Nils Porrmann and Niall Thompson founded dandelion + burdock (d+b), a digital design and technology company, in 2005 and have produced, both creatively and technically, large-scale live entertainment projects for a broad range of international clients. To complement this, they also have ten years’ experience working with web technologies to produce interactive exhibits and applications. Recently, they saw a need in the market for an online previsualization tool for live events to improve project workflows for creative teams and production companies, and thus, founded Previz.
Live Design chats with Thompson, CEO of the new company, about the software tool and his participation in LDI2017 session, “ScreenOps: A Panel Discussion on Planning Playback Operations for Scenic Video,” moderated by Laura Frank.
1. What inspired you to found Previz? What was the need in the market?
In content workflow, there is a constant need for work-in-progress (WIP) renders. With the type of projects we work on at d+b, there is a need to show multiple angles and situate the client in the arena or theatre as opposed to on a flat canvas. This helps the viewer relate to the content in a 3D space. Media servers do this, but they have a high learning curve and are not required or essential at the beginning of a project. Our animators often pursue a project from a single point of view, and we wanted something to allow them to see context throughout a project. This also provided them with a platform to step in if they feel like they can make improvements or simply spot mistakes.
We recognized that there was no simple way to efficiently share progress for live entertainment projects internally with your team as well as clients. Typically, you’d use a media server to render out a screencast and send your client a 300MB-plus video. It doesn’t help that media servers can also be very siloed applications that only run locally and need specialized training. To combat this, we created Previz, an online previsualization tool.
Previz first existed as a working prototype that we used on a world tour for a Mexican pop artist. It was a simple, three-screen setup that allowed our content production team to see how content moved from one screen to another. Slowly, we began turning this prototype into a functioning web application and invited a few trusted clients and production companies to use it. To date, it’s been used for projects for Land Rover, Turner Network, and the BBC.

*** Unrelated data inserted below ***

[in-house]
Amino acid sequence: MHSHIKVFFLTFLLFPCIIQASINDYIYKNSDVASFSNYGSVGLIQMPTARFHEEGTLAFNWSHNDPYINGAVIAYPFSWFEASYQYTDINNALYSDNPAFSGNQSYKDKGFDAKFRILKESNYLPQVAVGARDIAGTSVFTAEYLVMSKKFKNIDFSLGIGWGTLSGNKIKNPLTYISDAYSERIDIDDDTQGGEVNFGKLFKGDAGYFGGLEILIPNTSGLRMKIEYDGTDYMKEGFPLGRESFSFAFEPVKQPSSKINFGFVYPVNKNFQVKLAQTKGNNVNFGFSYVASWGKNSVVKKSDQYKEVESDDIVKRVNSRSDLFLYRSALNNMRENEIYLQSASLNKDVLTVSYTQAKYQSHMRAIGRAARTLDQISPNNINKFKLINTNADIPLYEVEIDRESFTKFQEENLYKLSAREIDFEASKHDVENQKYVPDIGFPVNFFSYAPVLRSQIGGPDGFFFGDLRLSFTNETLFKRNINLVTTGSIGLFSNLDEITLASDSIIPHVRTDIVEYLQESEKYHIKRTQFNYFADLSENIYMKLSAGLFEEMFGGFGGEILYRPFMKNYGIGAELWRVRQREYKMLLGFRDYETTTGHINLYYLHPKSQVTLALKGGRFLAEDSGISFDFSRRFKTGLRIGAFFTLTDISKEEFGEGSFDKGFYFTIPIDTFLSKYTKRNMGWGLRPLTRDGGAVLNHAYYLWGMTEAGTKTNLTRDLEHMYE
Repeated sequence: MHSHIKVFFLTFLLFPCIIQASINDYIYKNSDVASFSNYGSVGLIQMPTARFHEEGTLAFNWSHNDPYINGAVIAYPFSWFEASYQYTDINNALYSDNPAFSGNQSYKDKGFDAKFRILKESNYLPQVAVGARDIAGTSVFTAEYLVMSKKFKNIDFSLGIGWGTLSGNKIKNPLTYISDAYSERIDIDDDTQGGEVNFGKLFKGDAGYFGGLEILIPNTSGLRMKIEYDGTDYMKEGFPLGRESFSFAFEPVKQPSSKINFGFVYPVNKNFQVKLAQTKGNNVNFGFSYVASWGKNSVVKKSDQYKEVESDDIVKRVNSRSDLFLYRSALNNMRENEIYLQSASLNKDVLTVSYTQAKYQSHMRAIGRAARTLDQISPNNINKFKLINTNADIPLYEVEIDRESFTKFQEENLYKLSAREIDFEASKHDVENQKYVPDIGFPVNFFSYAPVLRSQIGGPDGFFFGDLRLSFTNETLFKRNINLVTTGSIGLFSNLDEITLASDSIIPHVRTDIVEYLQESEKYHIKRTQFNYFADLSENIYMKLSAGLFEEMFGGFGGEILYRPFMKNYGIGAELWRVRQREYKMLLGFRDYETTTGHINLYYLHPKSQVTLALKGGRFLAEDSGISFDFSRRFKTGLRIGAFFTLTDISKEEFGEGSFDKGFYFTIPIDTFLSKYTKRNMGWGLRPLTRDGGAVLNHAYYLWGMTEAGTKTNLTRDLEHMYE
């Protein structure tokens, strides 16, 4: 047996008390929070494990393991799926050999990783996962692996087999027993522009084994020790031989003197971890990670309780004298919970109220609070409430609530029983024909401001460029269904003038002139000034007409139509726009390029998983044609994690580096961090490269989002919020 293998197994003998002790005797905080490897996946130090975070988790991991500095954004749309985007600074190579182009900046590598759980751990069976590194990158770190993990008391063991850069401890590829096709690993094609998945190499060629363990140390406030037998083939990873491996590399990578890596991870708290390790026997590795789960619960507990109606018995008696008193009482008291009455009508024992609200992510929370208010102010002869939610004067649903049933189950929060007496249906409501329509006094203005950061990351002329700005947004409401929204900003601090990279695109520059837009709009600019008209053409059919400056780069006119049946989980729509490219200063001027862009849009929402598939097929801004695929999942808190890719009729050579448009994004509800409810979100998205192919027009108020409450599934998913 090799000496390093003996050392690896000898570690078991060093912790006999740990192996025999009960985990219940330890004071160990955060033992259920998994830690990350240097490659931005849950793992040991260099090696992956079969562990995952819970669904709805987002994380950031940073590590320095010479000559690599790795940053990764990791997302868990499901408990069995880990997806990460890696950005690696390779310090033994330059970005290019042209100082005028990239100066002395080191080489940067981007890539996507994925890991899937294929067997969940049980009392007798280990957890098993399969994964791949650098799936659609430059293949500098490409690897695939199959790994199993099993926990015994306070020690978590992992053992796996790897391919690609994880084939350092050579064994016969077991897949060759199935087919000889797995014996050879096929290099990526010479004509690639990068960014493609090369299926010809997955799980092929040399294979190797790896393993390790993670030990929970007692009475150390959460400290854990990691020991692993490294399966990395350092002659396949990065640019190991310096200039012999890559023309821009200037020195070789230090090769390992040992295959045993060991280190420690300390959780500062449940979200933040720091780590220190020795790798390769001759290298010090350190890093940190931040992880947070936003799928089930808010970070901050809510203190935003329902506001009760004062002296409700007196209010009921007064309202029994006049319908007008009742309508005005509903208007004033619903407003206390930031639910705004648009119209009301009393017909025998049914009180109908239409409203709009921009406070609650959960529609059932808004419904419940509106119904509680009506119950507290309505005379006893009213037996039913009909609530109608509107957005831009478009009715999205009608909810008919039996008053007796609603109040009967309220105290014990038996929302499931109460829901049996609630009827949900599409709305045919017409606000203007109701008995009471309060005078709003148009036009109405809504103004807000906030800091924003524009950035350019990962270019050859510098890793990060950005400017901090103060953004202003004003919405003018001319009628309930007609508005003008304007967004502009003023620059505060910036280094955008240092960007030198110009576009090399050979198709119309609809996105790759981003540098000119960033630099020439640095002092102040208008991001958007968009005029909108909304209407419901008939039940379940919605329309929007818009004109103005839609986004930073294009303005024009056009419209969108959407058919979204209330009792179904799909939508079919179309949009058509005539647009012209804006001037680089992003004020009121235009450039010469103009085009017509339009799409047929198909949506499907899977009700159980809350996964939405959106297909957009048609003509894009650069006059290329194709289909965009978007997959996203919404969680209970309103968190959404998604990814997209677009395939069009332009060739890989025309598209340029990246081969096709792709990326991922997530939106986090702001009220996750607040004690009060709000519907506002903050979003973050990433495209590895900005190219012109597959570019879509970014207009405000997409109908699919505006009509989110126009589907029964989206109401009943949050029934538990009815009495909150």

2. What is the mission of Previz, and who has helped you achieve it?
We are in the era where great software can become part of our daily workflow, and we sometimes wonder how we ever managed without it. Slack is a great example of this; it changed the way organizations communicate internally. It’s this sort of disruptive behavior, where the product actually makes a real difference that we find true inspiration for creating new software.
For us, it’s simple. Our mission is to help others create better experiences. Previz has been designed to help you think visually in a 3D space. It’s flexible enough that it can slot into your existing workflow seamlessly, saving you production costs and helping you achieve a better end result.
Both Manny Treeson of NYX Design and Laura Frank of Luminous FX have been hugely influential and supportive. They are powerhouses in their respective fields, and their input on the early stages and direction of Previz was invaluable.
3. What sets Previz apart from other previsualization software on the market?
Its collaborative features as well as its convenience: Previz works directly in your browser and enables you to fully collaborate with all stakeholders of a project. It allows you to plan and preview your content in a realtime, 3D environment. This makes it easy to share the latest with your client to obtain precise feedback and faster approval. It easily integrates within existing workflows, using a range of plugins we’ve developed.
4. What are the plans for the future of Previz?
We are really interested in the VR space. There’s nothing like the experience where you feel like you are really there in the space. We’ve found it hugely beneficial to understand scale as well as particular viewpoints related to a show. It’s also a huge wow factor for clients. We hope to ship VR in Previz by the end of 2017.
5. What can we expect to learn from the LDI panel you're participating in?
Similar to the impact that Shoflo has had on centralizing teams from different aspects of a production, Previz is targeted towards the visual aspect of a project and aims to unite all personnel to create better experiences. We’ll outline how it’s being integrated within content production teams as well as the benefits it has for cutting production costs.
From a technical perspective, we hope that Previz can be used in a way that the initial work on a timeline can start to inform the visual blueprint for the media server programming.